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Is Aussie malbec the next big thing?

Publish Date: 25 Aug 2017

Authored by: Halliday promotion

Malbec could become as big as shiraz in Australia according to Bleasdale Vineyards’ Paul Hotker, the newly crowned Halliday Wine Companion Winemaker of the Year. Here he explains why this intriguing grape, known for its punch-packing colour and tannin, is moving up the roster at wineries around the country and is more highly regarded than ever in his own Langhorne Creek.

Paul Hotker in the vineyard by Peter Fisher
Paul in the vineyard (Photo: Peter Fisher)

On the malbec map

Malbec has been part of the Bleasdale Vineyards story since the 1860s and was the first table wine released by the family-owned winery when fortifieds were still the fashion. Paul says if you can find a Bleasdale malbec under decent cork from the mid-1980s, you’re in for a treat. When he joined the team 10 years ago, a decision to sell a stockpile of malbec project wines gave rise to the three-tier malbec range we have today. 

Early Bleasdale malbec

He explains: “To meet demand we had to create the richer, fuller Generations Malbec with a focus on oak maturation as well as the lighter, fresher Second Innings for everyday drinking.” For collectors there is the Double Take made only in the best vintages, not to mention premium wines like the Frank Potts cabernet blend in which malbec plays the charismatic co-star. “Malbec brings mid-palate richness to our aromatic cabernet, as well as the colour and tannins to give it fantastic longevity,” says Paul.

Fortunately, says Paul, the difference between growing conditions in Langhorne Creek and malbec’s adopted home of Argentina is not as great as one might think. He explains: “In Mendoza it’s the cool gully breezes – not the elevation – that helps the fruit build colour and flavour, and we enjoy similar cooling effects here from the summer breezes off Lake Alexandrina.” In contrast to the young soils of the Andean foothills, however, the older clay soils of Langhorne Creek contribute a unique mid-palate richness at a lower alcohol level. 

Closer to home, Paul says the malbec of the Clare Valley tends be more spiced with star anise characters than that of Langhorne Creek, where boysenberry and plum characters prevail, while West Australian malbec is more crunchy in its acidity.

In pursuit of perfection

As well as different maturation techniques, Paul is trialling a series of malbec clones from vineyards across SA, WA and Argentina. He says: “We want to look at how other things perform in Langhorne Creek to check whether what we have could be even better, but so far the Potts clone is still delivering the best quality. That said, it will be 10-15 years before we find out for sure, and we did get some clonal material from Wendouree last year that’s looking particularly strong.” In more positive news for Australian malbec, Paul says the Bleasdale phone has been ringing steadily of late with people seeking advice on the best clones.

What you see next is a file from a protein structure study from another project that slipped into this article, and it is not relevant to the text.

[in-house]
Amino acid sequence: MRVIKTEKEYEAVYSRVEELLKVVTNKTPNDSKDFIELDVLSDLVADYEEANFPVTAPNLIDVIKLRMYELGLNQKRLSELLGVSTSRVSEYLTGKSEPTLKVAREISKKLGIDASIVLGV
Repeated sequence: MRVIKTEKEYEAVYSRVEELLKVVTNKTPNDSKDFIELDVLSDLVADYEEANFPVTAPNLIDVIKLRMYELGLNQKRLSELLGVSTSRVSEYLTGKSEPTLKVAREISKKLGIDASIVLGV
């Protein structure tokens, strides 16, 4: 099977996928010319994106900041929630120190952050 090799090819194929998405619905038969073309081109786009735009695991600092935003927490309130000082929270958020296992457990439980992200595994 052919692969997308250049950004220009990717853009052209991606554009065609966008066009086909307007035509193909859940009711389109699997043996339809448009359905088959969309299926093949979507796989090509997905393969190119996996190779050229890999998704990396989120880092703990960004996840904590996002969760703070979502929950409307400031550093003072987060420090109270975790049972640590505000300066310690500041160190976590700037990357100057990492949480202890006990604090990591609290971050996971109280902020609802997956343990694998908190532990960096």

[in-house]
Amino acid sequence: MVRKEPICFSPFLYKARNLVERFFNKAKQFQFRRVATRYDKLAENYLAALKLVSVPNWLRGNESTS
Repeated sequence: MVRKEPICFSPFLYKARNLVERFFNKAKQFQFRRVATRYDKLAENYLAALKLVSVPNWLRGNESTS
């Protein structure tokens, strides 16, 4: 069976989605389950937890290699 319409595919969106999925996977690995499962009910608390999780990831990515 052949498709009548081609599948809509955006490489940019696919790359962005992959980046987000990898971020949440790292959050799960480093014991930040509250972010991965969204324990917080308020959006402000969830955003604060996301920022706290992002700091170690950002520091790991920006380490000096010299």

Perhaps unsurprisingly for a winemaker described by James Halliday as a ‘master blender following eerily closely in the footsteps of Wolfgang Blass’, the challenge that malbec poses in the vineyard is far outweighed by the rewards in the winery. Paul says: “Malbec can be difficult to grow properly and, because it’s all about flowering, it can be anything from the first fruit we harvest to the last.” 

When blended, malbec often brings about that eureka moment when a wine “evokes a choir singing in perfect harmony”.  He adds: “[The winemaking team] might be lining up 30 glasses to test the difference between 15.5 per cent and 16.5 per cent, and doing that day after day, but when we find what we’re looking for it’s worth it.”

Paul Hotker by Peter Fisher
Paul in the winery (Photo: Peter Fisher)

Shiraz successor?

Paul believes the powerful plum and cherry flavours of malbec offer a juicy mid-palate experience similar to that which has made Australian shiraz so iconic. “Malbec has the same ability as shiraz to produce wines for fine dining, for the cellar, and for your backyard barbeque; it’s not as challenging as cabernet or nebbiolo; plus it’s easily pronounceable!” he says.

malbec grapes

For new arrivals to malbec, the affordable Second Innings label is a good place to start. “You could think of it as pinot for the claret drinker,” says Paul. “There’s enough stuffing and concentration there for people who like Bordeaux but it’s approachable and offers a different style of perfume.”

As for sure-fire food matches, Paul says beef gratin or duck are top of the list.

View the tasting notes for the 2015 Generations, 2014 Double Take and 2015 Second Innings malbec wines featured in the 2018 Halliday Wine Companion.

Next article: Paul Hotker named Winemaker of the Year for 2018

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